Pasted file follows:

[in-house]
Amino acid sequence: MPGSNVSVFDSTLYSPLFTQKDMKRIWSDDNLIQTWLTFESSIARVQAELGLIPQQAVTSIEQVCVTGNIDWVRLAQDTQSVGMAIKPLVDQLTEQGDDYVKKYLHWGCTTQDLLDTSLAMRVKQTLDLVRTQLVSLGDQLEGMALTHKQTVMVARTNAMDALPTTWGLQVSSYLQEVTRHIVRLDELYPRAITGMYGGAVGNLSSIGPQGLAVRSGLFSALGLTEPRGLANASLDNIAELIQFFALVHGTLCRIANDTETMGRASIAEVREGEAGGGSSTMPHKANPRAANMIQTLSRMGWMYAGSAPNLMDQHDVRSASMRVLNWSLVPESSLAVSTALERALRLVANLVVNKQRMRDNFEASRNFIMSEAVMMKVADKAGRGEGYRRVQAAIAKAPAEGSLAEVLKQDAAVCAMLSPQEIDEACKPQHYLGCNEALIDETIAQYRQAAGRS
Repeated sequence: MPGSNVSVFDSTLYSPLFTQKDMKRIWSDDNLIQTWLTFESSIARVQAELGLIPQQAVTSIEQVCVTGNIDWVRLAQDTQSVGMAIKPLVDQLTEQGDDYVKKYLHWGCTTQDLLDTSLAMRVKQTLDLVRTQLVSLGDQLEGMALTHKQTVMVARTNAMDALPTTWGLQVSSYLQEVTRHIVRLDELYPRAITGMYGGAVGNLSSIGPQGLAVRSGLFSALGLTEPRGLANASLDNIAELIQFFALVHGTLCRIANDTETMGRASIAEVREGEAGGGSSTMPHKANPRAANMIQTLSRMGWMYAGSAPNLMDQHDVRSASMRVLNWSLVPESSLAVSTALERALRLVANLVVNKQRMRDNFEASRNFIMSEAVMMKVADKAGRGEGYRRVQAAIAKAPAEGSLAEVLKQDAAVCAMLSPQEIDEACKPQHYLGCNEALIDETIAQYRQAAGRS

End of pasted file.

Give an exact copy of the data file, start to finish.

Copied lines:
[in-house]
Amino acid sequence: MPGSNVSVFDSTLYSPLFTQKDMKRIWSDDNLIQTWLTFESSIARVQAELGLIPQQAVTSIEQVCVTGNIDWVRLAQDTQSVGMAIKPLVDQLTEQGDDYVKKYLHWGCTTQDLLDTSLAMRVKQTLDLVRTQLVSLGDQLEGMALTHKQTVMVARTNAMDALPTTWGLQVSSYLQEVTRHIVRLDELYPRAITGMYGGAVGNLSSIGPQGLAVRSGLFSALGLTEPRGLANASLDNIAELIQFFALVHGTLCRIANDTETMGRASIAEVREGEAGGGSSTMPHKANPRAANMIQTLSRMGWMYAGSAPNLMDQHDVRSASMRVLNWSLVPESSLAVSTALERALRLVANLVVNKQRMRDNFEASRNFIMSEAVMMKVADKAGRGEGYRRVQAAIAKAPAEGSLAEVLKQDAAVCAMLSPQEIDEACKPQHYLGCNEALIDETIAQYRQAAGRS
Repeated sequence: MPGSNVSVFDSTLYSPLFTQKDMKRIWSDDNLIQTWLTFESSIARVQAELGLIPQQAVTSIEQVCVTGNIDWVRLAQDTQSVGMAIKPLVDQLTEQGDDYVKKYLHWGCTTQDLLDTSLAMRVKQTLDLVRTQLVSLGDQLEGMALTHKQTVMVARTNAMDALPTTWGLQVSSYLQEVTRHIVRLDELYPRAITGMYGGAVGNLSSIGPQGLAVRSGLFSALGLTEPRGLANASLDNIAELIQFFALVHGTLCRIANDTETMGRASIAEVREGEAGGGSSTMPHKANPRAANMIQTLSRMGWMYAGSAPNLMDQHDVRSASMRVLNWSLVPESSLAVSTALERALRLVANLVVNKQRMRDNFEASRNFIMSEAVMMKVADKAGRGEGYRRVQAAIAKAPAEGSLAEVLKQDAAVCAMLSPQEIDEACKPQHYLGCNEALIDETIAQYRQAAGRS